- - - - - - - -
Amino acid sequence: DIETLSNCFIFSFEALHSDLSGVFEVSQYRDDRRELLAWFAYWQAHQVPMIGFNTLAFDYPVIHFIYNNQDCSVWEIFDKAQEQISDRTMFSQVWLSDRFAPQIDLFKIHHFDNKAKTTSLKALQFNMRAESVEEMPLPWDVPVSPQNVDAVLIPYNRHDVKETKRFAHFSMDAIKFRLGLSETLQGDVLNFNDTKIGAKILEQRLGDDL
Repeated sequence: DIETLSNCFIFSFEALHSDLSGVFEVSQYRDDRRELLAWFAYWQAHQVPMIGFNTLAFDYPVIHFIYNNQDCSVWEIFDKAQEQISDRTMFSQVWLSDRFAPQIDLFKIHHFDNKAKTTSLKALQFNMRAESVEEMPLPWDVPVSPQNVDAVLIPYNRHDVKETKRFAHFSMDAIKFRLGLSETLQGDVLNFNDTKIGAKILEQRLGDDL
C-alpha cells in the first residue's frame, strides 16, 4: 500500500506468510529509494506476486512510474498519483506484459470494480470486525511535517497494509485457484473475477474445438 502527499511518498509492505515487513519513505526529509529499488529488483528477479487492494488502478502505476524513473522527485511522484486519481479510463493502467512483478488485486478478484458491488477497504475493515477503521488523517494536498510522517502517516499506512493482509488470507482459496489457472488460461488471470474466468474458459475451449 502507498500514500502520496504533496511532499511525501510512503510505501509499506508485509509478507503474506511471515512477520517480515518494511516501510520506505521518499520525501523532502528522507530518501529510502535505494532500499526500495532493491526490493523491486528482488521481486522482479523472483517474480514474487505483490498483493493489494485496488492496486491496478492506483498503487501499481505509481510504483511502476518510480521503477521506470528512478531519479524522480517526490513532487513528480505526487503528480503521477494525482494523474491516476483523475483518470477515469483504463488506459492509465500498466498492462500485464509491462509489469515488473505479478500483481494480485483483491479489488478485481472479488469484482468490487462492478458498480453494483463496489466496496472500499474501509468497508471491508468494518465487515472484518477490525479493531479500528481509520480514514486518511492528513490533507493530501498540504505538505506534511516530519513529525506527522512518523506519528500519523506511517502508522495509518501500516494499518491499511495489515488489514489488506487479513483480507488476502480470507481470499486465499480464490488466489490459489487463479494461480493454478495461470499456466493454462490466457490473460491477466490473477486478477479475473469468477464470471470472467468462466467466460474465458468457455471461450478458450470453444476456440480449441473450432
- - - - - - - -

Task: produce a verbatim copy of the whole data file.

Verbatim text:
Amino acid sequence: DIETLSNCFIFSFEALHSDLSGVFEVSQYRDDRRELLAWFAYWQAHQVPMIGFNTLAFDYPVIHFIYNNQDCSVWEIFDKAQEQISDRTMFSQVWLSDRFAPQIDLFKIHHFDNKAKTTSLKALQFNMRAESVEEMPLPWDVPVSPQNVDAVLIPYNRHDVKETKRFAHFSMDAIKFRLGLSETLQGDVLNFNDTKIGAKILEQRLGDDL
Repeated sequence: DIETLSNCFIFSFEALHSDLSGVFEVSQYRDDRRELLAWFAYWQAHQVPMIGFNTLAFDYPVIHFIYNNQDCSVWEIFDKAQEQISDRTMFSQVWLSDRFAPQIDLFKIHHFDNKAKTTSLKALQFNMRAESVEEMPLPWDVPVSPQNVDAVLIPYNRHDVKETKRFAHFSMDAIKFRLGLSETLQGDVLNFNDTKIGAKILEQRLGDDL
C-alpha cells in the first residue's frame, strides 16, 4: 500500500506468510529509494506476486512510474498519483506484459470494480470486525511535517497494509485457484473475477474445438 502527499511518498509492505515487513519513505526529509529499488529488483528477479487492494488502478502505476524513473522527485511522484486519481479510463493502467512483478488485486478478484458491488477497504475493515477503521488523517494536498510522517502517516499506512493482509488470507482459496489457472488460461488471470474466468474458459475451449 502507498500514500502520496504533496511532499511525501510512503510505501509499506508485509509478507503474506511471515512477520517480515518494511516501510520506505521518499520525501523532502528522507530518501529510502535505494532500499526500495532493491526490493523491486528482488521481486522482479523472483517474480514474487505483490498483493493489494485496488492496486491496478492506483498503487501499481505509481510504483511502476518510480521503477521506470528512478531519479524522480517526490513532487513528480505526487503528480503521477494525482494523474491516476483523475483518470477515469483504463488506459492509465500498466498492462500485464509491462509489469515488473505479478500483481494480485483483491479489488478485481472479488469484482468490487462492478458498480453494483463496489466496496472500499474501509468497508471491508468494518465487515472484518477490525479493531479500528481509520480514514486518511492528513490533507493530501498540504505538505506534511516530519513529525506527522512518523506519528500519523506511517502508522495509518501500516494499518491499511495489515488489514489488506487479513483480507488476502480470507481470499486465499480464490488466489490459489487463479494461480493454478495461470499456466493454462490466457490473460491477466490473477486478477479475473469468477464470471470472467468462466467466460474465458468457455471461450478458450470453444476456440480449441473450432